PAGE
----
Girl in Gold Boots
1969 Jody Daniel
Teaser Storyline for Girl in the Gold Boots
BUZ NICHOLS, volatile, tough young hood, is driving cross country to see his sister JOANIE, lead dancer in a swinging Hollywood Go-Go nightclub. He meets MICHELE CASEY, who has ambitions of becoming a dancer, at a roadside cafe which her drunken father owns. She accepts Buz's offer of a ride and an introduction to his sister, in exchange for relief driving. They have an encounter with two members of a motorcycle gang, escape, and pick up a hitchhiker, CRITTER JONES, happy-go- lucky guitar-playing wanderer and his broken- down motorcycle. The trio, cycle in tow, proceed on their journey.
A delicate love triangle takes form, with definite appeal on the part of the young men towards Michele, and she, for both of them. Their first view of the ocean results in a frolic in the surf, a wild ride on a beach dune-buggy, and open conflict between the two men over the girl.
In Hollywood, Buz introduces the others to his sister and Joanie
promises Michele an audition for a job with LEO McCABE, owner of the nightclub. He is impressed and attracted by Michele's dancing ability and beauty. She starts work immediately and Critter, feeling responsible for Michele in these new surroundings, accepts a job as janitor. McCabe actually deals in drugs and Buz is promptly initiated into this end of the business.
HARRY BLATZ, elderly hoodlum, contacts McCabe with information that the county jail is holding a hundred thousand dollars worth of drugs in a cell, pending an investigation. Blatz, a genius with skeleton keys and habitual guest of the jail, can easily get in and obtain the drugs. What is needed is an accomplice to make the getaway and Buz takes on this job.
Meanwhile, Michele has become an overnight success and now McCabe, tiring of a neurotic and addicted Joanie, makes a play for her. Michele, however, has fallen in love with Critter, who has, by now, found out about McCabe's drug activities. They quarrel when Critter tries to persuade her to leave, telling her about McCabe'.s drug dealings and the fact that he, himself, is a draft dodger.
Buz and Harry Blatz succeed in their robbery at the county jail. Buz kills the old man and later boasts of this to McCabe and Marty, bouncer at the club. This conversation is overheard by both Critter and Michele. Not wanting to become involved, Critter insists on the girl leaving with him. McCabe, Buz and Marty bar their way and in the ensuing bloody battle, Critter manages to overcome all three and calls the police.
Turning their backs on Hollywood, Critter and his new bride resort to hitch-hiking in an effort to report back to his induction center in time, Critter sings happily to Michele as they are driven off into the distance, with the inevitable ever-present broken-down motorcycle in tow.
Scratch the surface of any success story and the words, hard work, dedication and talent are certain to be found.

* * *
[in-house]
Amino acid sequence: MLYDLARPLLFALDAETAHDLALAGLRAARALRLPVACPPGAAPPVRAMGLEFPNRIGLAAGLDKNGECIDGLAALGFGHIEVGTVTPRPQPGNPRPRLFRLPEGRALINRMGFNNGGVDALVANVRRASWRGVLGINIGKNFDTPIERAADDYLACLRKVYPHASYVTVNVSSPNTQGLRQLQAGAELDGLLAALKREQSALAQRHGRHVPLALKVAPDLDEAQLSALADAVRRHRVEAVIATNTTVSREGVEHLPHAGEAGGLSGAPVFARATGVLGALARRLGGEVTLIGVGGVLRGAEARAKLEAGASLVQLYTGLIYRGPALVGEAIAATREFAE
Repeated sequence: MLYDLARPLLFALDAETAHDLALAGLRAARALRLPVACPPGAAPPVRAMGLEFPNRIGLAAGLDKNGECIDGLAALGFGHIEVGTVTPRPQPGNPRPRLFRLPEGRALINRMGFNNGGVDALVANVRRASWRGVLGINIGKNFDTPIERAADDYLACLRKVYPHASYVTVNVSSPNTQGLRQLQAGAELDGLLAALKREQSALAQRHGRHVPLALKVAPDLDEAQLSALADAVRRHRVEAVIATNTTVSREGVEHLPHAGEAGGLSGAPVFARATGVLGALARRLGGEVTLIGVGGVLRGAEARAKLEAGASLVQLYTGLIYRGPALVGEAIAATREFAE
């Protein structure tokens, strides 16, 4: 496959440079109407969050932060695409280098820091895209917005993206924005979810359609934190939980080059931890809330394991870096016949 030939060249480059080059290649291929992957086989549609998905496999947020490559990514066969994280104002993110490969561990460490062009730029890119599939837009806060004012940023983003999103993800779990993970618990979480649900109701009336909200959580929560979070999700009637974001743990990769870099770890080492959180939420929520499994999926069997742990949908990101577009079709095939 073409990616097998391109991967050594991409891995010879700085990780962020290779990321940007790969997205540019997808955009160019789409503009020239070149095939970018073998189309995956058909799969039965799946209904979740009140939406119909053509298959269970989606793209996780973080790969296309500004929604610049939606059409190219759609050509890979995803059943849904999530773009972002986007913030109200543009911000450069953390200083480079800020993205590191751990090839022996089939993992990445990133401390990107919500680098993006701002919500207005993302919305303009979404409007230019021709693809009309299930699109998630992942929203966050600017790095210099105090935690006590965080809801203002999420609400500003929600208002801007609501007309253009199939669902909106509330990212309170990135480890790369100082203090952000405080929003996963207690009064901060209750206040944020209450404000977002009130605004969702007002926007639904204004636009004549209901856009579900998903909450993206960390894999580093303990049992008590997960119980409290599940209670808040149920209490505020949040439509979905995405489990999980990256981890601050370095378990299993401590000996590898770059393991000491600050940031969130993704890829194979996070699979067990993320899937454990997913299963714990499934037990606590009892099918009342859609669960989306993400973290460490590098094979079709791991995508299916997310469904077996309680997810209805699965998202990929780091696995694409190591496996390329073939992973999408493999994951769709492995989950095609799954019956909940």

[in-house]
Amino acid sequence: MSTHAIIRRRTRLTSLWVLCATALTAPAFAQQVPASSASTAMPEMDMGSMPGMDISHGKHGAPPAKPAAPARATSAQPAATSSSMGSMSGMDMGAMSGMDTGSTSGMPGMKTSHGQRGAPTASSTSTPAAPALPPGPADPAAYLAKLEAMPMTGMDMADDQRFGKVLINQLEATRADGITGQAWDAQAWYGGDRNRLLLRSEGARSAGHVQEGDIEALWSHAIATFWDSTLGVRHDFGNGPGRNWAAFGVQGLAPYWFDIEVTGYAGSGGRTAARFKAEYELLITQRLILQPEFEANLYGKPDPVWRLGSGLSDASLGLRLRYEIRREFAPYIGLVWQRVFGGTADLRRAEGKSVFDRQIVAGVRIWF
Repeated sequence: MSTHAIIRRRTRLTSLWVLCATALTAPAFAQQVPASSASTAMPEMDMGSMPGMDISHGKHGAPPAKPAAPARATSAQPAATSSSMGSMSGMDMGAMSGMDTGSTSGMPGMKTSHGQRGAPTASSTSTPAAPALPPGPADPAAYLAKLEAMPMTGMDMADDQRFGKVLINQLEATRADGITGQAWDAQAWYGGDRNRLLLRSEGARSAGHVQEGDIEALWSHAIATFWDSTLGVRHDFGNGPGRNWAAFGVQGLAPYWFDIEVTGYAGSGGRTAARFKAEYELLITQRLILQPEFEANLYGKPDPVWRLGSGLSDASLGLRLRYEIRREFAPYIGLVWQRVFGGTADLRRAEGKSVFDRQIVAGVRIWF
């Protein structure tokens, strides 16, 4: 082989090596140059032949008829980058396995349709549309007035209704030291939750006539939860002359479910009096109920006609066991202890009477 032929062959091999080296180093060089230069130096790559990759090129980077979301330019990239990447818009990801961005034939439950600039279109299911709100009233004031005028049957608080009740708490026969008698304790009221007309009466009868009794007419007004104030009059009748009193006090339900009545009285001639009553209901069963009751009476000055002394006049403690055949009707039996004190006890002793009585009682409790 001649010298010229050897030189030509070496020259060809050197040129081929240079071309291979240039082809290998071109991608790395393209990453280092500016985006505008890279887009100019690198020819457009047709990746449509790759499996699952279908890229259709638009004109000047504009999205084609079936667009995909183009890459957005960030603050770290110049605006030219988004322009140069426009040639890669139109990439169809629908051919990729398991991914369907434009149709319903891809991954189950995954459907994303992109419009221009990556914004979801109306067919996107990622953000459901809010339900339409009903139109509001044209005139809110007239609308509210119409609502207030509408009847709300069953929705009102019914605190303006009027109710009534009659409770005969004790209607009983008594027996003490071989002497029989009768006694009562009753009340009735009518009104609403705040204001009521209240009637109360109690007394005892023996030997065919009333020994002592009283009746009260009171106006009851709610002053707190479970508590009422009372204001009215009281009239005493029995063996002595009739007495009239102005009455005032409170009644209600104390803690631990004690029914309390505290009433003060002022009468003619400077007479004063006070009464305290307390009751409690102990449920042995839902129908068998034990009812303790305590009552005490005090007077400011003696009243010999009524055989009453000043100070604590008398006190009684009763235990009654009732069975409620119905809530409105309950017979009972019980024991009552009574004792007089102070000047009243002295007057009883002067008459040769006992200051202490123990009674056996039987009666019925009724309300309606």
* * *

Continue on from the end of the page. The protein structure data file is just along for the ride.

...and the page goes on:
In the case of lovely, delectable Leslie McRae, who is 'the girl' in Ted V. Mikels' tune filled musical drama, Girl in Gold Boots thirty other factors have to be taken into consideration. And perhaps, a number of other items, as well.
Thirty (repeat . . . thirty) is the magic number of beauty titles, the 5 ft. 6½ in. luscious, blue-green eyed, dark-brown haired beauty has to her credit. Plus, six years acting, singing and dancing experience, chalked up to her account on the assets side of her balance sheet, to add to the score.
Born in Casper, Wyoming, the Girl in Gold Boots gal last won the Miss International Bikini title of 1967, which qualified her for some of the brief dancing costumes she sports in the new film.
As Miss All Nation, she accompanied Miss Universe of 1964 on her travels throughout the world the following year; visiting Japan, Hong Kong and Manila, where she appeared at the Araneta Stadium. Incidentally, she holds a warm spot in her heart for the people of the Philippines, who proved overwhelmingly hospitable to the up and coming film star.
The Girl in Gold Boots also counts, among other items to her credit and achievements, the art of painting in oils. As a matter of fact, some of her work in this field commands a respectable price, the lowest ranging in the neighborhood of five hundred dollars per painting. She also dabs in murals, but here the price may skyrocket. After all, if you compete in this area for her services, against that of the acting profession and are liable to get Miss Bikini of 1967 up on that ladder working on your wall, the price goes up. Together with the view from your angle.
Acting credits? At least ten features, including such hits as "Valley Of The Dolls," "A Rough Night in Jericho" (with Dean Martin), "Guide To A Married Man" and so on, including a romp with "Batman" in his feature release. For TV, she has appeared in "Kismet" for ABC, "Batman" again on the small screen and "The Man From Uncle" for good measure. She has also done innumerable commercials, plus stage work, "White Cargo" and "Passing Of The Third Floor Back" in which she had the leads, together with songs and dances in the musically s tag e d "Can Can".
For any star struck, young aspiring actress in the world today who may have her sights set on Hollywood and the ultimate goal of stardom, she need only follow Leslie McRae's example. Hard work, dedication and talent. Plus those thirty beauty titles!